Human-animal interactions (HAI) are being studied with increased frequency, evidenced by a steady increase in the number of published articles and the number of journals publishing them. Evidence synthesis methods like systematic review (SR) provide a stronger level of evidence than individual studies and are often used to inform practice guidelines. To ensure SR accuracy and reliability, they must follow rigorous, prescribed methodologies. Objectives: This study of HAI SRs was designed to determine the characteristics of HAI SRs in terms of publication patterns, human subjects, animal(s) of interest, and outcomes, and to answer: (Q1)Which methodological guideline was followed? Was a protocol written? Was the protocol registered? (Q2) Which databases were searched? Was an information professional consulted? (Q3) Were the database searches replicable? (Q4) Was grey literature included? (Q5) Were inclusion and exclusion criteria explicitly identified? How many researchers examined studies at each stage of screening? Methods: Thirteen bibliographic databases were searched for articles containing both an HAI-related term and an SR term. Authors screened 766 articles for relevance, and coded 110 articles for desired data. Results: Of 110 articles, 60 were published between 2019-2022. A majority of studies (79) referred to PRISMA and/or other methodological guidelines, while 40 made no reference to any guideline. Across all studies, 163 different databases were searched, with PubMed, PsycINFO, and CINAHL among the most frequently used. Only 20 studies referred to consultation with an information professional. A slight majority of studies (58) provided a full search strategy for at least one database. Most articles (74) did not include grey literature searches. Most articles (80) assessed included studies for quality or risk of bias (RoB). Conclusions: The publication of SRs in HAI research is increasing, and there is room for improvement in reporting among these publications.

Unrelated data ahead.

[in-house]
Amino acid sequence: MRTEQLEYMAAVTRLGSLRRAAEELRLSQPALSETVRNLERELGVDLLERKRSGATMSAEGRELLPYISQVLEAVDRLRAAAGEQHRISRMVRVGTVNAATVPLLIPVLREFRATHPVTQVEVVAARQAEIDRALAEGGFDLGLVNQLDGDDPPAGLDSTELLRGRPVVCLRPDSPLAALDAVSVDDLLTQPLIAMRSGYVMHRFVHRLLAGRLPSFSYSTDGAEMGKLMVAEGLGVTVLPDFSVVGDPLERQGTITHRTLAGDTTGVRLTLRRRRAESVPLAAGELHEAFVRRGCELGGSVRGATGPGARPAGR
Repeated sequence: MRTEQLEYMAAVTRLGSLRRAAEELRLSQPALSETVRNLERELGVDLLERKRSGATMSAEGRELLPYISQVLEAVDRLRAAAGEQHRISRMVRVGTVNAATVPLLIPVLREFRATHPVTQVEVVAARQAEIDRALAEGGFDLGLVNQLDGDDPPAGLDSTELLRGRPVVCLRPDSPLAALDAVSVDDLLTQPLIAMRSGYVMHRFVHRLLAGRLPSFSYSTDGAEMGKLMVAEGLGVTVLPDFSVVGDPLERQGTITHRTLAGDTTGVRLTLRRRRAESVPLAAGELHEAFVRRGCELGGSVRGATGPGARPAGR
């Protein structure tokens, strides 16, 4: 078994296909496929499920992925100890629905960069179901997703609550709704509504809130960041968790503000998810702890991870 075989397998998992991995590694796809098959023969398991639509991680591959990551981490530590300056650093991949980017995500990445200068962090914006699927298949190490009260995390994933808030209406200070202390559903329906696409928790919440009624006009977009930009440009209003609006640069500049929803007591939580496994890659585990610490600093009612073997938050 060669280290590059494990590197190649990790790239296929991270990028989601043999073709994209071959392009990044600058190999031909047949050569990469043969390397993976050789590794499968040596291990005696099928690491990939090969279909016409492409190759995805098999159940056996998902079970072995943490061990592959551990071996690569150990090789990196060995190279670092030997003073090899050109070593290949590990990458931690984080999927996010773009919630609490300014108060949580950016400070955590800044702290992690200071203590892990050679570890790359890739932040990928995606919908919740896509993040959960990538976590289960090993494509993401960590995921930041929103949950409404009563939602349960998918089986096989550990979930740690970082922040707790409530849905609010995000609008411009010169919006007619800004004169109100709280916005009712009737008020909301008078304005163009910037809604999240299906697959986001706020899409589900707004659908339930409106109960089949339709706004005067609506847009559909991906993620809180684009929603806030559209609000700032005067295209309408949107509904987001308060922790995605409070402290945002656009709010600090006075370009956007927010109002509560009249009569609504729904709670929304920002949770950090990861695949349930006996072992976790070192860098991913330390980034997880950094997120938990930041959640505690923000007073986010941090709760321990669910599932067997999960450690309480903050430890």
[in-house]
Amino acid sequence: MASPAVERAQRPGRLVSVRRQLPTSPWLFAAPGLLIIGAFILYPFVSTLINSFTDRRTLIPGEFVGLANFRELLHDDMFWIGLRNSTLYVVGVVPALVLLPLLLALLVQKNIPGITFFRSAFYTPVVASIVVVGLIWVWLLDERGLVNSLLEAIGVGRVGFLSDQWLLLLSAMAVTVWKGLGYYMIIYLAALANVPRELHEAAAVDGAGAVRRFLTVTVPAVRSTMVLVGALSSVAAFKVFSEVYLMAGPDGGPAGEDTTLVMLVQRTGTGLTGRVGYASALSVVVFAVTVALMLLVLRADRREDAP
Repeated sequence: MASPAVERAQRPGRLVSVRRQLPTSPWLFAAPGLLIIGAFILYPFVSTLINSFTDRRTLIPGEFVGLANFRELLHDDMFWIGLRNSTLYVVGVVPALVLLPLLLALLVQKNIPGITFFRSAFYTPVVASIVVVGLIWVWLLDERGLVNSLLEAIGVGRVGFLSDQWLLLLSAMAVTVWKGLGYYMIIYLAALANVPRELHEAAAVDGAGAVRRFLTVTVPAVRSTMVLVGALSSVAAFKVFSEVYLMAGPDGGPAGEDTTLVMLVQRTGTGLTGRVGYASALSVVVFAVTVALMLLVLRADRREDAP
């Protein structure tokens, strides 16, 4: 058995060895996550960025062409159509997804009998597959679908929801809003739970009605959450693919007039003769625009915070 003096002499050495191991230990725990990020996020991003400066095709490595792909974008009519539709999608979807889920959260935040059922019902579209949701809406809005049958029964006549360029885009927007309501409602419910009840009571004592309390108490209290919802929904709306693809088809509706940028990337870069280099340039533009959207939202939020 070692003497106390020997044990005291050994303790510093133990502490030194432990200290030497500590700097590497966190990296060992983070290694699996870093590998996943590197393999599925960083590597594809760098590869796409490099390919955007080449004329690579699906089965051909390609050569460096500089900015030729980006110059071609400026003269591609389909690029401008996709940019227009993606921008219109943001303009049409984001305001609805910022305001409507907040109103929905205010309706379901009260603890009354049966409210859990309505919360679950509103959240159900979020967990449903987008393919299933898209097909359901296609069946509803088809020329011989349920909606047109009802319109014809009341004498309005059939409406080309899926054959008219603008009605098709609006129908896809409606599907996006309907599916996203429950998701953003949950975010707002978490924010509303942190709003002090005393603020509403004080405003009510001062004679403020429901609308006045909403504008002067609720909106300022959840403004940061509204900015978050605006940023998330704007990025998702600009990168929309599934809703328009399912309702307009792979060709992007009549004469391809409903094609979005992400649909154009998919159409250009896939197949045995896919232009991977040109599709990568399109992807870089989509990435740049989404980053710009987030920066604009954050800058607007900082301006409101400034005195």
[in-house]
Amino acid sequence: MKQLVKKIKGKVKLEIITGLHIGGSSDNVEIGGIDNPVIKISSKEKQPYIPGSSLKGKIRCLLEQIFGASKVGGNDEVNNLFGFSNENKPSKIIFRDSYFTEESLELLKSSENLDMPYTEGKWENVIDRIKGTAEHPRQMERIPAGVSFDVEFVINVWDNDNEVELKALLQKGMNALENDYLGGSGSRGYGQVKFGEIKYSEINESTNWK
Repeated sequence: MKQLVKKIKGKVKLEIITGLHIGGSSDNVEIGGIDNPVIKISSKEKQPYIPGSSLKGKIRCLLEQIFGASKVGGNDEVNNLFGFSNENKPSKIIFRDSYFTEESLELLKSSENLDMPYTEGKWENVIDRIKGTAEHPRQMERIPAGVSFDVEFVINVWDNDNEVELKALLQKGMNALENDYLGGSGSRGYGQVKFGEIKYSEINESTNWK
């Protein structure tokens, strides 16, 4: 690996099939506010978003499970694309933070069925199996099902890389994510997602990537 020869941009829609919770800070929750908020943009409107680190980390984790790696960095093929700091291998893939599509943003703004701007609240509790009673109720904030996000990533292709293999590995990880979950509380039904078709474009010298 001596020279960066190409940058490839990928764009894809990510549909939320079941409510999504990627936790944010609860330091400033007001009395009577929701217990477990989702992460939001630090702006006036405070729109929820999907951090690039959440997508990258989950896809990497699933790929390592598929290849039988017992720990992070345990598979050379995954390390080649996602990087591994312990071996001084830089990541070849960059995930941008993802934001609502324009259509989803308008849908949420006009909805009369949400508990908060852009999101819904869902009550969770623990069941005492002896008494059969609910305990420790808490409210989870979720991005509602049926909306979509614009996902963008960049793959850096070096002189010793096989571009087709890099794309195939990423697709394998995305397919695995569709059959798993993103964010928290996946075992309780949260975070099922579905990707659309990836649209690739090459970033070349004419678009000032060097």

evidence synthesis, systematic review, meta-analysis, human-animal interaction

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